On Sunday, Jeff and Will are going to be among 44 cancer survivors holding the U.S. flag when the Houston Texans host the New England Patriots for Pink Ribbon Day presented by Kroger.
As a Texans season ticket member, Jeff was invited to bring a guest with him on the field. He chose his close friend Will.
The two became lifelong friends after meeting each other in 2013, both being treated at MD Anderson for an aggressive form of brain cancer. Jeff, diagnosed with glioblastoma (GBM) Grade 4 brain cancer in 2008, has a wife and three daughters. Will, with the same diagnosis, is married with two daughters. They provide each other with a support system, and although the doctors have given them all the statistics, they are confident in a long survival.
Here are stories from three of the 44 Texans season ticket members, who were cancer survivors or affected by cancer, also taking the field Sunday for the flag ceremony.
Palmira, known by her family as the "Breast Cancer Warrior," was first diagnosed with breast cancer in 1985 at 46.
During the mid-1980s, Palmira battled year after year with breast cancer. Presumed to be an isolated case, it began in the right breast, and she underwent a partial mastectomy. A year later, just two weeks after a clean mammogram, she felt a spiky lump in her left breast. The oncologist told her it was a different tumor that had not metastasized from one breast to the other. She would undergo more chemotherapy.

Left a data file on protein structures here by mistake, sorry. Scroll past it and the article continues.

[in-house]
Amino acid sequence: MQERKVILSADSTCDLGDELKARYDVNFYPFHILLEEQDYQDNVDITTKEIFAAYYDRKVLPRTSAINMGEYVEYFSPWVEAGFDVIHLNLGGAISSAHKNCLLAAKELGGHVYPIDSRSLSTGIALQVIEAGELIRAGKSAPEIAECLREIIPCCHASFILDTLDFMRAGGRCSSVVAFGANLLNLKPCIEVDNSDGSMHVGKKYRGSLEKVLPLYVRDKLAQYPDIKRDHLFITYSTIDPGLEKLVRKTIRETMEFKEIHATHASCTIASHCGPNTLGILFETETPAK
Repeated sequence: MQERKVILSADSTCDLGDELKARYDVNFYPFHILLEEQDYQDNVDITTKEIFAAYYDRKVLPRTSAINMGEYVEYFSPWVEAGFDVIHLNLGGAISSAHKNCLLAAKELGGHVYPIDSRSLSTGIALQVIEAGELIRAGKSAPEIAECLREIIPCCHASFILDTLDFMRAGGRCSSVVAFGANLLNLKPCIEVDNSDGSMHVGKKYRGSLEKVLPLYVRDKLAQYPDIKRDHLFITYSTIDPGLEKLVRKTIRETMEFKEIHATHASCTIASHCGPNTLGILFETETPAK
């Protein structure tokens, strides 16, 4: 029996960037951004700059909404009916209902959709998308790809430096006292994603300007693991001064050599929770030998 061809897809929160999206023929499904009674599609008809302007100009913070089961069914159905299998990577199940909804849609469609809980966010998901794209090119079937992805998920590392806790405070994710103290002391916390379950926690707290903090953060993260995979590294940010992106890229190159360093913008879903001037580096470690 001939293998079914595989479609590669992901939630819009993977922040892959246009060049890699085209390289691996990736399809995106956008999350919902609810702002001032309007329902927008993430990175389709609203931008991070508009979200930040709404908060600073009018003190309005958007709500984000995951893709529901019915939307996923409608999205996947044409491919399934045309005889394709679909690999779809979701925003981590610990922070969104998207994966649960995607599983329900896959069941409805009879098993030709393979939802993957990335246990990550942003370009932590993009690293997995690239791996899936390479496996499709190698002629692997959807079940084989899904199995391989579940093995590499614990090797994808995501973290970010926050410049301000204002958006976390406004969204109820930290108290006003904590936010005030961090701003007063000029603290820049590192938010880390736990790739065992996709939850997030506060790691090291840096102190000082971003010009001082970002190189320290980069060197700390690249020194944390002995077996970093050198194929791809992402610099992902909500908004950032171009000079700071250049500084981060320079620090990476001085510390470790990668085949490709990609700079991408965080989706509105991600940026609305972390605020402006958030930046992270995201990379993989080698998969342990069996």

Two years later, after numerous treatments and thorough monitoring, Palmira worked up the courage to have reconstructive breast surgery. On the morning of what was supposed to be one of the most exciting days of her life, a routine chest X-ray detected a small mass on her lung. She would need a lung biopsy. The reconstructive surgery was cancelled. The lung biopsy results revealed that the mass was indeed cancer.
Over the next 18 months, Palmira again underwent aggressive treatment. The treatment was effectively shrinking the tumor on her lung, and she had numerous follow-up appointments with the oncologist checking her every three months. Things were looking great until she received another jab when her gynecologist detected ovarian cancer.
Today, Palmira is 82 years old and as her daughter says, "Having the time of her life. She's always been a positive person. She has taught me that no matter how hard it is, you keep your chin up and pray."
In April 2011, during a self-exam, 38-year-old Elizabeth found a lump in her breast. After seeing numerous doctors and undergoing countless tests, results confirmed that Schindler had estrogen-positive breast cancer that had also spread to her lymph nodes.
She underwent a double mastectomy in April of the same year and did six months of intravenous chemotherapy, among other treatments. Elizabeth started a chemotherapy pill in October 2011. A decade later, on 10-10-2021, Schindler completed all chemo drugs and is now ten years' cancer-free.
Dewey has been battling stage 4 lung cancer for the past two years. The 67-year-old is raising his 12-year-old son Daniel, adopted at the age of four. Both Dewey and Daniel will be at the Texans game on Sunday.